Tuesday, 8 September 2009

Any role for Africa in Middle East Peace Process?

On August 31, Libyan ruler and African Union (AU) Chairman, Muammar Gadaffi, told an AU summit that Israel was "behind all of Africa's conflicts". He went on to say,"as African brothers, we must find solutions to stop the superpowers who are pillaging our continent." Representing Nigeria at that gathering under a huge tent at Tripoli airport was Vice President, Goodluck Jonathan.

Today in Abuja, Dr Jonathan will receive Isreal's Foreign Minister, Avigdor Lieberman. Nigeria is the fourth leg of Lieberman's 5 nation shuttle which began on September 2 during which he is travelling with a 20 businessman delegation, which includes 9 defence contractors according to Bloomberg. It is also the first visit to sub-Saharan Africa by an Isreali Foreign Minister in over 2 decades.

At the start of the trip in Addis Ababa, the AU Headquarters, Lieberman said that "it is important Ethiopia and other African nations use their influence on Arab states and international organization to promote peace in the region, rather than take a biased position against Israel." He also made a call for greater involvement in the region from African governments, saying "we look to Africa to help promote moderation and reconciliation in the Middle East."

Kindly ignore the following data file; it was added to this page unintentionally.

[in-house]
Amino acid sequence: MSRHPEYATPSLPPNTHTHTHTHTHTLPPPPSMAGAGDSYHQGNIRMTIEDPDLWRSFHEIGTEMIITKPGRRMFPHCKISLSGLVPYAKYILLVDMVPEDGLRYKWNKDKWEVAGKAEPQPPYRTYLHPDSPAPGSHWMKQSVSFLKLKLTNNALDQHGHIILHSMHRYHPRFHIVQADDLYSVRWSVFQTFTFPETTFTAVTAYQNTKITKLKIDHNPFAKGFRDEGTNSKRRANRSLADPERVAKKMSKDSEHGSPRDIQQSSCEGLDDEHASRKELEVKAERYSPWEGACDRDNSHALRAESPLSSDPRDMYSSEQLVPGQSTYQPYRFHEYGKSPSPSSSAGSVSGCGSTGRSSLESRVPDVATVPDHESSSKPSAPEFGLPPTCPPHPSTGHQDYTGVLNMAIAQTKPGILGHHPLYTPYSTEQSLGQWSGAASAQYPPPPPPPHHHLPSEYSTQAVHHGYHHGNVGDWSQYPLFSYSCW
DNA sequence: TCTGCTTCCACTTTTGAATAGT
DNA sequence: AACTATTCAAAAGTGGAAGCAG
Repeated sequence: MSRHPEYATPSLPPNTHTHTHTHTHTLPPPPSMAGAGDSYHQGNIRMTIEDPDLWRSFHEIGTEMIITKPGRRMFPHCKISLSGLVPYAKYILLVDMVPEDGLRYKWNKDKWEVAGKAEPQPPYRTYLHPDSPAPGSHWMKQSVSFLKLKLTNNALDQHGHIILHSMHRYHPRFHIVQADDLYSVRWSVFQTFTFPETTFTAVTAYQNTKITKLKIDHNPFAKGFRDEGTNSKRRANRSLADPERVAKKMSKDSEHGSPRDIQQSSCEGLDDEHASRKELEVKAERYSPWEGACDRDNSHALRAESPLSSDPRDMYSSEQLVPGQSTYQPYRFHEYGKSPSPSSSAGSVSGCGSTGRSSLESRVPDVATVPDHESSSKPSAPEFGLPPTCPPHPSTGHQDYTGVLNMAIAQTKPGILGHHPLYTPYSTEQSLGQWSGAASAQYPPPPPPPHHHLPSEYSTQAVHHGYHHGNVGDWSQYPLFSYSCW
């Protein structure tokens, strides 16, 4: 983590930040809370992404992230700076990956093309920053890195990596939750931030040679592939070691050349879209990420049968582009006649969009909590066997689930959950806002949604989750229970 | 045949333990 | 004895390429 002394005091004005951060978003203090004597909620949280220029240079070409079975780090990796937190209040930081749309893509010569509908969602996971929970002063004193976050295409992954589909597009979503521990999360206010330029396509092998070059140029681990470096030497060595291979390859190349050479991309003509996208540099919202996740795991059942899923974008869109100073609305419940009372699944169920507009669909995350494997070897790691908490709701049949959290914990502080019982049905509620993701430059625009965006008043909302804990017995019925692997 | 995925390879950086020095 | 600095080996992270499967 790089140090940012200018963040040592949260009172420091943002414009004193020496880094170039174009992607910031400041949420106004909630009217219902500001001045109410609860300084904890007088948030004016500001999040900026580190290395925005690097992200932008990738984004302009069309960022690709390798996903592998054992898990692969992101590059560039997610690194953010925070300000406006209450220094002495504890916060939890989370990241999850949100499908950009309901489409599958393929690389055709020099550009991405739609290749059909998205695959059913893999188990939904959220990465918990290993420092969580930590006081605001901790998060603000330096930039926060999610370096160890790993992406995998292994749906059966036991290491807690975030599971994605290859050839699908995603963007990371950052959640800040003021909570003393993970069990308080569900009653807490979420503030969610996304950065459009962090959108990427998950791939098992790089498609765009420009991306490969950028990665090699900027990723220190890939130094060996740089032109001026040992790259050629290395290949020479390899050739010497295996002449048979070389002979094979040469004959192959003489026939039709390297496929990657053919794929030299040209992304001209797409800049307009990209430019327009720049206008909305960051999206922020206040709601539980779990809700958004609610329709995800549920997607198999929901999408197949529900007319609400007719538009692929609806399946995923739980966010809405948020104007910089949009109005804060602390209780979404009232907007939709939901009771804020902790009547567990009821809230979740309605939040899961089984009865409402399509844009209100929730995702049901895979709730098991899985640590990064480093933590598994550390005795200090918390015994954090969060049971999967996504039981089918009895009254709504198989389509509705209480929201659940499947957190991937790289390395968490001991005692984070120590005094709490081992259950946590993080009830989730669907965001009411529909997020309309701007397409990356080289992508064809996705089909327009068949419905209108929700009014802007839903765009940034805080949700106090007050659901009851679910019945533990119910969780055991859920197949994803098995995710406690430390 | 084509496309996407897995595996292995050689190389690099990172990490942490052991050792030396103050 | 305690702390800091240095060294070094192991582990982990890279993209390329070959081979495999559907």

But was he just trying to counter Gadaffi's attack or does he really think Africa has a strong enough clout to play the role he envisages.

Back in November 1971, the OAU (the AU's predecessor), felt it could suceed where the big powers weren't making progress and dispatched four "messengers of peace" to the region to bring peace via dialogue. One of the four was the Nigerian leader at the time, General Yakubu Gowon. The other leaders were Leopold Senghor of Senegal, Ahmadou Ahidjo of Cameroun and Joseph Mobutu of Zaire.

Senghor had this to say on their effort: "Most of the countries of black Africa maintain friendly relations with Israel and the Arab states, when you have friends who are fighting each other, it is incumbent upon you to build bridges between them and to pacify them. I believe that the Africans have a better chance to succeed in this than the Americans or the Russians."

Do the current crop of AU leaders have any such bold diplomatic intiatives up their sleeves or is Mr Lieberman's call to them just wishful thinking?

(Photo: Presidents (L-R) Mobutu Senghor, Ahidjo and Gowon meeting with the Speaker of the Knesset, Mr. Reuven Barkat in Jerusalem on November 5, 1971 - Credit: Israel Embassy, Abuja)

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